Stormwater Library Links
The Big Picture
This 8-page color brochure from the Department of Ecology, complete with diagrams and photos, is an excellent overview on stormwater issues and solutions. http://www.ecy.wa.gov/pubs/0710058.pdf
Curbing Stormwater Pollution: This paper at the Sightline Institute website is a good example of combining narrative and technical writing. Sightline Institute is a nonprofit research and communication center, a think tank, based in Seattle. Sightline’s mission is to make the Northwest a global model of sustainability—strong communities, a green economy, and a healthy environment. http://www.sightline.org/research/curbing-stormwater-pollution/
EarthFix - How We Got Into Such a Mess with Stormwater. Lively, well-written news reporting on stormwater science and policy in Puget Sound. Excellent overview of the main issues. Includes a great video with scuba diver Laura James, plus many internal links. http://www.invw.org/article/how-we-got-into-such-a-me-1322
Swimming Upstream: Six elegant articles (with pod cast by KPLU radio) this series follows one Chinook run from the open ocean to Puget Sound, through the Ballard Locks, past Renton and finally home to native spawning grounds on the Cedar River. Includes information on toxic pollution from human activity. Learn more about the challenges of salmon recovery. http://northwestsalmon.org/
Loving the Puget Sound to Death: Four decades after the passage of the Clean Water Act, regulators haven’t kept up with the pollution pressure that growing populations put on America’s shorelines. An extended article that provides a comprehensive historical overview including native treaty rights.
The King County Stormwater website is a great overview of local issues and actions: http://www.kingcounty.gov/environment/waterandland/stormwater.aspx
2012-13 Action Agenda Highlights: By law, the Puget Sound Partnership is required to create an “Action Agenda” for restoring Puget Sound and update it every two years. This is a foundation resource for learning how different partners are coordinating efforts around three key priorities one of which is reducing the impacts of polluted stormwater runoff.
Encyclopedia of Puget Sound: Maintained by the University of Washington’s Puget Sound Institute, this great resource is the collective knowledge of leading experts from state and federal agencies, academic institutions and Puget Sound area tribes. It is intended as a primary source for synthesized and integrated scientific information about the Puget Sound and Salish Sea watersheds. The Encyclopedia of Puget Sound is aimed primarily at scientists, academics and policymakers, but it is also a gold mine for serious student researchers. http://www.eopugetsound.org/
Saving Puget Sound: Numerous well-written resources for ensuring a healthy sustainable Puget Sound from the Department of Ecology: http://www.ecy.wa.gov/puget_sound/index.htmL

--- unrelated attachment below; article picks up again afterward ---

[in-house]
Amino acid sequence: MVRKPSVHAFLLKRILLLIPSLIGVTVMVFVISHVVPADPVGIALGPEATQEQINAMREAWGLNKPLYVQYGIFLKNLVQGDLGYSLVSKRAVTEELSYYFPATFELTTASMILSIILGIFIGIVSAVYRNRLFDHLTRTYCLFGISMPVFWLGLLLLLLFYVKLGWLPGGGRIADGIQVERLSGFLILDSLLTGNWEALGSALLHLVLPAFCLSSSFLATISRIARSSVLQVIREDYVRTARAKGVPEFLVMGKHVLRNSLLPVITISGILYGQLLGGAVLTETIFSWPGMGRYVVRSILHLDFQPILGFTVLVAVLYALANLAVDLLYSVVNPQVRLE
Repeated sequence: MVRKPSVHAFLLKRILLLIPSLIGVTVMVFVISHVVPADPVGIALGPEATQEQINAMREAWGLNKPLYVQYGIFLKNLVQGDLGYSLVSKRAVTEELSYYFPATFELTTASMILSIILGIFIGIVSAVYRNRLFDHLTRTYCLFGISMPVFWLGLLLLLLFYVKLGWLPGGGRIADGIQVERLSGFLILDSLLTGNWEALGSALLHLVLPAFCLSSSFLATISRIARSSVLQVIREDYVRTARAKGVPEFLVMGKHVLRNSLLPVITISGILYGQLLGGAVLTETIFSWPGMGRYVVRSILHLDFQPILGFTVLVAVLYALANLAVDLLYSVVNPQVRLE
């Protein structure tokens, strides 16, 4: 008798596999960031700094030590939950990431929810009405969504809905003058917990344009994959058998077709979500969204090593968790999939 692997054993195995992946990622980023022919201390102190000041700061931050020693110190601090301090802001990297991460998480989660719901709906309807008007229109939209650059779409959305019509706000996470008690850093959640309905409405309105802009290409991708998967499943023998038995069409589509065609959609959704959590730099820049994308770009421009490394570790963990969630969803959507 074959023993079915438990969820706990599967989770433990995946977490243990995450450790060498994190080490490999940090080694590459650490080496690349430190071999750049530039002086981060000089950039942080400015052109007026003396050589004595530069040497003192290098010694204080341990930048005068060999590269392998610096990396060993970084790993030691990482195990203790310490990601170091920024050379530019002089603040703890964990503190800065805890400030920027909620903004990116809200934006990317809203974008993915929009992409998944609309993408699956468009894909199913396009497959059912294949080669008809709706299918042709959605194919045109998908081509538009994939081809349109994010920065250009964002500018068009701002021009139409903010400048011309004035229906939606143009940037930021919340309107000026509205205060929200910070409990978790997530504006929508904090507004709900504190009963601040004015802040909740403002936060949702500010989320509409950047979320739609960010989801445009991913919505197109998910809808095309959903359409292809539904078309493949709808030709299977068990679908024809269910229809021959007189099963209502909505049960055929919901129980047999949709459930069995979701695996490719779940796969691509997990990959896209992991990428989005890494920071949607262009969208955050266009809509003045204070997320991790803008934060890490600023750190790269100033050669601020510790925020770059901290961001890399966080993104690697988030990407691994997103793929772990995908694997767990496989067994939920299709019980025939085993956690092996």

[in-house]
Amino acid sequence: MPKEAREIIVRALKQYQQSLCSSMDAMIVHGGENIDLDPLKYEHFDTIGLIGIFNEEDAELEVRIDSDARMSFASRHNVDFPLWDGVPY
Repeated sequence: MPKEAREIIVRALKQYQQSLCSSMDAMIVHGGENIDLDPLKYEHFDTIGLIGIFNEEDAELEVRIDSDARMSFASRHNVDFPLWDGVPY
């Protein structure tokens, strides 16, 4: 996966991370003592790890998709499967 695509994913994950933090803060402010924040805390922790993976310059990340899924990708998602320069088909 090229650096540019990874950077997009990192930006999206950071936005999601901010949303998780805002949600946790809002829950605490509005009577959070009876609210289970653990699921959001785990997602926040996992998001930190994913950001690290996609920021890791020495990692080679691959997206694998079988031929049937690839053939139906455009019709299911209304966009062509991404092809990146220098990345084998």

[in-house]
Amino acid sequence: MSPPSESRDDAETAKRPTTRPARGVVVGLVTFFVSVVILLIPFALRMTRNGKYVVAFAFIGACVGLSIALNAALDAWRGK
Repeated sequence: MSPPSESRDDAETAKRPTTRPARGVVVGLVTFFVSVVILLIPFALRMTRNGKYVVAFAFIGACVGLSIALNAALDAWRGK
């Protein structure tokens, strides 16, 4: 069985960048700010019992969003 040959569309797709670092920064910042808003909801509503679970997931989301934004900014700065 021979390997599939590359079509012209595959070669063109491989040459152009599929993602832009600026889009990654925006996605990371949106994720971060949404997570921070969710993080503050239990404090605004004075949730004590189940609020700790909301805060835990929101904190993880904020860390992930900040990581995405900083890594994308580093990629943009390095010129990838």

This page is a dashboard of “Vital Signs” used by the Puget Sound Partnership to measure progress towards restoring the health of Puget Sound. Click on any one of the 21 indicators that scientists and politicians use to check on progress. Also click on the “Project Atlas” on the top menu to see a map of where projects are taking place to restore Puget Sound. Click on “Report Card” on the top menu to see charts and graphs of where we are so far.http://www.psp.wa.gov/vitalsigns/index.php
Here are a bunch of links to videos on stormwater: http://www.kingcounty.gov/environment/waterandland/stormwater/videos.aspx
Lost and (Puget) Sound Video: This 29 minute video follows three teens who lose a key down a storm drain. As they search for the key they learn about stormwater pollution in Puget Sound and they discover they can do something about it. The film was produced for Seattle Public Utilities by Ijo Arts and directed by Bogdan Darev. Teaching guide and related lesson plans suitable for grades 3-9 are available here: http://www.seattle.gov/util/environmentconservation/education/
Video of stormwater pollution in Puget Sound: This is also a great “career awareness” video on Laura James scuba diver and filmmaker. http://www.pugetsoundstartshere.org/videos/underwater-filmmaker/#.Uaufx5X0mcA
Take the Pledge for Water Quality in Puget Sound: https://fortress.wa.gov/ecy/waterspledge/WatersPledge.aspx
Learn about the Clean Water Act which is the granddaddy of all water pollution laws beginning at the national level and impacting the next three levels of government, the State of Washington, King County and your own city. The Clean Water Act was first established in 1972 and is managed by the Environmental Protection Agency. http://www.epa.gov/regulations/laws/cwa.html And here is a 5-minute video that provides a great overview on how and why the Clean Water Act became national law. http://www.youtube.com/watch?feature=player_embedded&v=ZEQcUngxbLI
The landing page for Water Quality from the Washington State Department of Ecology outlines all of the different ways that our state manages for clean water. http://www.ecy.wa.gov/programs/wq/wqhome.html
Here is the language in the actual Stormwater Permit that the State Department of Ecology issues to all cities in Western Washington. Every local government needs to follow the rules laid out in the permit. http://www.ecy.wa.gov/programs/wq/stormwater/municipal/phaseIIww/MODIFIEDpermitDOCS/WWpermitMODsigned.pdf Check out pages 11-13 to learn about the specific Public Outreach and Education actions that cities must do to meet the requirements of their stormwater permit.
Here is the best overview of the Stormwater Permit for cities written by Sightline, again, an excellent example of combining narrative and technical writing. http://daily.sightline.org/2013/05/16/the-skinny-on-was-new-stormwater-permits-2/